Butch Vig of Garbage Talks About the Album That Defined the Band

Garbage plays Thursday night in Dallas.
Garbage plays Thursday night in Dallas.
Mike Brooks
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Almost 20 years to the day of the original tour date in Dallas, Garbage will play here again, spotlighting all of the songs from their sophomore album, Version 2.0.

Back in 1998, they played the Bronco Bowl on Oct. 15. This week, they play the House of Blues on Thursday, Oct. 11.

For Butch Vig, the band’s drummer (and legendary producer of albums for bands like Nirvana, Sonic Youth, L7 and Smashing Pumpkins), he’s happy to look back on what Version 2.0 did for the band. It was proof they weren’t some fluke studio band who found their singer through MTV’s 120 Minutes and got lucky with some hits. Version 2.0 was the band, which includes Shirley Manson, Duke Erikson and Steve Marker, in full form.

“I think it’s the record that we really came into our own,” Vig says from his home in Los Angeles neighborhood Silver Lake. “The first record was very much an experiment when Shirley joined the band and we had no idea we would have the success we did with it. When we went in to make Version 2.0, we did not want to reinvent ourselves. We wanted to take everything we did on the debut album and make it bigger, stronger, better songs, up the production value. I hear the record as a band that’s very confident, especially Shirley’s singing. She really came into her own as a lyricist and a singer.”

Garbage has a good relationship with Dallas. The band was happy to come to Dallas on their first tour, promoting their self-titled album, mainly because of the weather. Prior to playing Deep Ellum Live on that tour, they rehearsed in a warehouse in Madison, Wis., where it was so cold the toilets were clogged. They had to pee on the sidewalk and see their pee freeze within 30 seconds.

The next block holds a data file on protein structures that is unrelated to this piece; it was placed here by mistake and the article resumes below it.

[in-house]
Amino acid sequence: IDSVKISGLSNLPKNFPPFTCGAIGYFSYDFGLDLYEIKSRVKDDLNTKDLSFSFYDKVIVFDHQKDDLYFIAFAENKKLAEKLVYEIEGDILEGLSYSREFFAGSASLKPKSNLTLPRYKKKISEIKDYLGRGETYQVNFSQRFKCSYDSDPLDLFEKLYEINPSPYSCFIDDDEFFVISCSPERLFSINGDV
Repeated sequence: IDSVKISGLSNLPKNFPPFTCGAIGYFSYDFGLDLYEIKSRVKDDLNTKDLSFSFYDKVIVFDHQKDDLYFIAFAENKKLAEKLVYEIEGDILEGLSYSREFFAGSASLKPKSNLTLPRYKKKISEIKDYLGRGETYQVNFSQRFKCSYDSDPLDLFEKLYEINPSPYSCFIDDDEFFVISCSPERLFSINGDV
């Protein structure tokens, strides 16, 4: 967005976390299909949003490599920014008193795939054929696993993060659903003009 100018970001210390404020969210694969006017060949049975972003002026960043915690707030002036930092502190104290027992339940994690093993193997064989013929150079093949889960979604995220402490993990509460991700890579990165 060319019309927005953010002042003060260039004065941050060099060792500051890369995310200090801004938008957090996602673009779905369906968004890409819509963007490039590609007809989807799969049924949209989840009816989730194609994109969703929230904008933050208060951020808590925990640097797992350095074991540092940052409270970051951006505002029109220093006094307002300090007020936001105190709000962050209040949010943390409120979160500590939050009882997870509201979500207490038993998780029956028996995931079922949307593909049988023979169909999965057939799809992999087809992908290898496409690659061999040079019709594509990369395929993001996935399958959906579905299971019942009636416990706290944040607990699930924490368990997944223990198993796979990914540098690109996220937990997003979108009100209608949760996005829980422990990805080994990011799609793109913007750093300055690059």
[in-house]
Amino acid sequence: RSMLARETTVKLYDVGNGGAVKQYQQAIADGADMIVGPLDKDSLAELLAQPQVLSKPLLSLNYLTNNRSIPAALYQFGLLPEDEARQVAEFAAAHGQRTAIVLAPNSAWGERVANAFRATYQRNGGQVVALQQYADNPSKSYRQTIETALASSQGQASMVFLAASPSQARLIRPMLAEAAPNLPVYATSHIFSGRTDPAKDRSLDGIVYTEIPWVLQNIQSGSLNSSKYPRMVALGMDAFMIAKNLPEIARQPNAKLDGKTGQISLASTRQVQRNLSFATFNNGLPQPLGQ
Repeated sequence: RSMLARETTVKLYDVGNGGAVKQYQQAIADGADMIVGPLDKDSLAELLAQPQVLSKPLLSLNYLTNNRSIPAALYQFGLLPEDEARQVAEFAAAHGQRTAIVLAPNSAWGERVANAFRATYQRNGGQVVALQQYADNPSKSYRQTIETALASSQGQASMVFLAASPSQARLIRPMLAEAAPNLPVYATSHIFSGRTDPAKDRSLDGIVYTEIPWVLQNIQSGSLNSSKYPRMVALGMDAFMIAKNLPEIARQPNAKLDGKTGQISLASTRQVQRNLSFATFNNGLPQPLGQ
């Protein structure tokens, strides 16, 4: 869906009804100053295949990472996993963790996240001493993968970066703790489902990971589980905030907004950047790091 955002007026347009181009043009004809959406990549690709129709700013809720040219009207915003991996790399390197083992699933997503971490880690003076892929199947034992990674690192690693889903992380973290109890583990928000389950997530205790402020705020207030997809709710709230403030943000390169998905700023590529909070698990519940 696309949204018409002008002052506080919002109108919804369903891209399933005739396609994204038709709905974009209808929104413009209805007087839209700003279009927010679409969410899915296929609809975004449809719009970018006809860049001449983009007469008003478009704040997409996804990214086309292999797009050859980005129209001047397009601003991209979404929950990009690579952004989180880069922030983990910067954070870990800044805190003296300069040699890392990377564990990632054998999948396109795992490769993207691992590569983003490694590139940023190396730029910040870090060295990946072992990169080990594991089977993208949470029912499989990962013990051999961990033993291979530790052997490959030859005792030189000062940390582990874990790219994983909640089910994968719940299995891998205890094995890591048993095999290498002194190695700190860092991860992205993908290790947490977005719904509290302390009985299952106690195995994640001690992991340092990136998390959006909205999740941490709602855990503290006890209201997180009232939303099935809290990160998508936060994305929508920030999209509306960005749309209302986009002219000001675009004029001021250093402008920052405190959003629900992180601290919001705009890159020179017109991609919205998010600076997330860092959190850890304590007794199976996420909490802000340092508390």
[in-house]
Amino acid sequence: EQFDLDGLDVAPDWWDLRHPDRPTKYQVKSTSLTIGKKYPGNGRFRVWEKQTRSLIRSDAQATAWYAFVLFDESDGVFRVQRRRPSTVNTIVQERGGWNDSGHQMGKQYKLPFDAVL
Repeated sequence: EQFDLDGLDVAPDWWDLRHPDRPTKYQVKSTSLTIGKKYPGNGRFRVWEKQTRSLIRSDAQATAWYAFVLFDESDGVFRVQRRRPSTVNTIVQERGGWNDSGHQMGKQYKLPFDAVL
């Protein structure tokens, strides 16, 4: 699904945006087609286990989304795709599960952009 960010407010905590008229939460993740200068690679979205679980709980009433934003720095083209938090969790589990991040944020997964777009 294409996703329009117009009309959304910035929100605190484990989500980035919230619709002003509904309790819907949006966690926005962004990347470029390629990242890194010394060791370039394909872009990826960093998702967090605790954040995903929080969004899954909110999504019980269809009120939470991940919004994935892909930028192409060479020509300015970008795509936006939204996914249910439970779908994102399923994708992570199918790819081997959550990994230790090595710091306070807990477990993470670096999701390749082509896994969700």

“We were really, really excited when we got to Dallas because it was still chilly down there, but it was 60 degrees warmer than what it was in Wisconsin,” Vig says.

Though they were a popular group with their debut, Version 2.0 gave them a career.

“I think it defines us as a band,” Vig says. “All of the records have a bit of a different sound, but if someone would want to tell people what Garbage sounds like, I think that’s the record that defines us.”

One thing that is different from now and then is how much they want to tour off the album’s anniversary. Unlike an 18-month tour cycle, the band prefers to do 30-40 dates.

“We don’t want to beat it into the ground,” Vig says. “We want to make it something special. Just acknowledge it and go out and do it.”

The band hopes to finish a new record next summer, so now is the right time to revisit Version 2.0, and that includes the non-album tracks that were later released as B-sides. The band plays those songs, including their covers of the Seeds’ “Can’t Seem to Make You Mine” and Big Star’s “Thirteen,” on this tour.

“It was quite a learning experience in rehearsals, because half of the songs we haven’t played for 20 years,” Vig says. “Some of the B-sides we never performed. It was a pretty steep learning curve.”

Don’t expect to hear a few of these rarities on future tours, so if this is the era of Garbage you prefer, go to this show.

“It’s a really dynamic roller coaster of a set,” Vig says. “I think it works pretty well.”

Garbage plays Thursday, Oct. 11 at the House of Blues. Tickets are $35-$64.

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